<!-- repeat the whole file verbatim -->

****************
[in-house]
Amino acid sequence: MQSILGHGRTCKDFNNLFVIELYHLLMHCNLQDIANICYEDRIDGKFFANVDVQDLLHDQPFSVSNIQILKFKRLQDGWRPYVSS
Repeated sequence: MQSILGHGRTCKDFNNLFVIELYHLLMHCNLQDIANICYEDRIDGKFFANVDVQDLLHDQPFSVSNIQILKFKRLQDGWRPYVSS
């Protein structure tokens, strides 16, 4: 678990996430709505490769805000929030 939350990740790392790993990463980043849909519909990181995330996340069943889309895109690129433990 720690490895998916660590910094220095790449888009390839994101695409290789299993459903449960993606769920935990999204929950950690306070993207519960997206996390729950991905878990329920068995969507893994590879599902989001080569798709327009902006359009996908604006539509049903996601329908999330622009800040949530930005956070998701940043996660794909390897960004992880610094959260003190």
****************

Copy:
[in-house]
Amino acid sequence: MQSILGHGRTCKDFNNLFVIELYHLLMHCNLQDIANICYEDRIDGKFFANVDVQDLLHDQPFSVSNIQILKFKRLQDGWRPYVSS
Repeated sequence: MQSILGHGRTCKDFNNLFVIELYHLLMHCNLQDIANICYEDRIDGKFFANVDVQDLLHDQPFSVSNIQILKFKRLQDGWRPYVSS
């Protein structure tokens, strides 16, 4: 678990996430709505490769805000929030 939350990740790392790993990463980043849909519909990181995330996340069943889309895109690129433990 720690490895998916660590910094220095790449888009390839994101695409290789299993459903449960993606769920935990999204929950950690306070993207519960997206996390729950991905878990329920068995969507893994590879599902989001080569798709327009902006359009996908604006539509049903996601329908999330622009800040949530930005956070998701940043996660794909390897960004992880610094959260003190």